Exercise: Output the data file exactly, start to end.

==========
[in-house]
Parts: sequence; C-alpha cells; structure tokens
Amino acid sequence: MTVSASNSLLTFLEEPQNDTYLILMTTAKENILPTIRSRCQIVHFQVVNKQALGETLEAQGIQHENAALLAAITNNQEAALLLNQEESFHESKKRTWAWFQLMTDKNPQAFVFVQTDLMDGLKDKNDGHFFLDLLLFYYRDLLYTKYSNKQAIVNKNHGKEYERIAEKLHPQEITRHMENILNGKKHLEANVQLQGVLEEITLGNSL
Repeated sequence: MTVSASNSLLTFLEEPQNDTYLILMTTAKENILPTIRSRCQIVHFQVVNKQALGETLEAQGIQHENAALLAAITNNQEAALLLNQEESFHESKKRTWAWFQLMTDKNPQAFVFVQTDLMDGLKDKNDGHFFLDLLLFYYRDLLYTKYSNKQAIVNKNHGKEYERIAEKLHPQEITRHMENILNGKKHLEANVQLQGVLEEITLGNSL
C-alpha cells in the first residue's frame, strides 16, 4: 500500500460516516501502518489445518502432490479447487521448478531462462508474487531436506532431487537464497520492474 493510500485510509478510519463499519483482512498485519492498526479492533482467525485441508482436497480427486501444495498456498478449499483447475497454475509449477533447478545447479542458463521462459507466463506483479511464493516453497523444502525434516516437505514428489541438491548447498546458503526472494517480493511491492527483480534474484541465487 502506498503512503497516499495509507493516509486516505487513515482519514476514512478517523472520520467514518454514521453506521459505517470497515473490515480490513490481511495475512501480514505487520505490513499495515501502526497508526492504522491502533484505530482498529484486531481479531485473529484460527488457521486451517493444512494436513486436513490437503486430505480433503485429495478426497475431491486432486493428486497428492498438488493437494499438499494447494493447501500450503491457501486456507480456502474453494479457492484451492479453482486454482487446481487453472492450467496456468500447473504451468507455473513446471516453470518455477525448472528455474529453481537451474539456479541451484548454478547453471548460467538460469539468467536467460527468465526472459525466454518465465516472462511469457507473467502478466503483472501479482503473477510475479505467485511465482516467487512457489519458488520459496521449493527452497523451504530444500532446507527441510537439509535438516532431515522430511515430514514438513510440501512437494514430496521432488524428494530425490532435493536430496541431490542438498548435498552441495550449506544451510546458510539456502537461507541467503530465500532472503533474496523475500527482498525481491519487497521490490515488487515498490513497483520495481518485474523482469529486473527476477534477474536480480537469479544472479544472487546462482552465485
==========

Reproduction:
[in-house]
Parts: sequence; C-alpha cells; structure tokens
Amino acid sequence: MTVSASNSLLTFLEEPQNDTYLILMTTAKENILPTIRSRCQIVHFQVVNKQALGETLEAQGIQHENAALLAAITNNQEAALLLNQEESFHESKKRTWAWFQLMTDKNPQAFVFVQTDLMDGLKDKNDGHFFLDLLLFYYRDLLYTKYSNKQAIVNKNHGKEYERIAEKLHPQEITRHMENILNGKKHLEANVQLQGVLEEITLGNSL
Repeated sequence: MTVSASNSLLTFLEEPQNDTYLILMTTAKENILPTIRSRCQIVHFQVVNKQALGETLEAQGIQHENAALLAAITNNQEAALLLNQEESFHESKKRTWAWFQLMTDKNPQAFVFVQTDLMDGLKDKNDGHFFLDLLLFYYRDLLYTKYSNKQAIVNKNHGKEYERIAEKLHPQEITRHMENILNGKKHLEANVQLQGVLEEITLGNSL
C-alpha cells in the first residue's frame, strides 16, 4: 500500500460516516501502518489445518502432490479447487521448478531462462508474487531436506532431487537464497520492474 493510500485510509478510519463499519483482512498485519492498526479492533482467525485441508482436497480427486501444495498456498478449499483447475497454475509449477533447478545447479542458463521462459507466463506483479511464493516453497523444502525434516516437505514428489541438491548447498546458503526472494517480493511491492527483480534474484541465487 502506498503512503497516499495509507493516509486516505487513515482519514476514512478517523472520520467514518454514521453506521459505517470497515473490515480490513490481511495475512501480514505487520505490513499495515501502526497508526492504522491502533484505530482498529484486531481479531485473529484460527488457521486451517493444512494436513486436513490437503486430505480433503485429495478426497475431491486432486493428486497428492498438488493437494499438499494447494493447501500450503491457501486456507480456502474453494479457492484451492479453482486454482487446481487453472492450467496456468500447473504451468507455473513446471516453470518455477525448472528455474529453481537451474539456479541451484548454478547453471548460467538460469539468467536467460527468465526472459525466454518465465516472462511469457507473467502478466503483472501479482503473477510475479505467485511465482516467487512457489519458488520459496521449493527452497523451504530444500532446507527441510537439509535438516532431515522430511515430514514438513510440501512437494514430496521432488524428494530425490532435493536430496541431490542438498548435498552441495550449506544451510546458510539456502537461507541467503530465500532472503533474496523475500527482498525481491519487497521490490515488487515498490513497483520495481518485474523482469529486473527476477534477474536480480537469479544472479544472487546462482552465485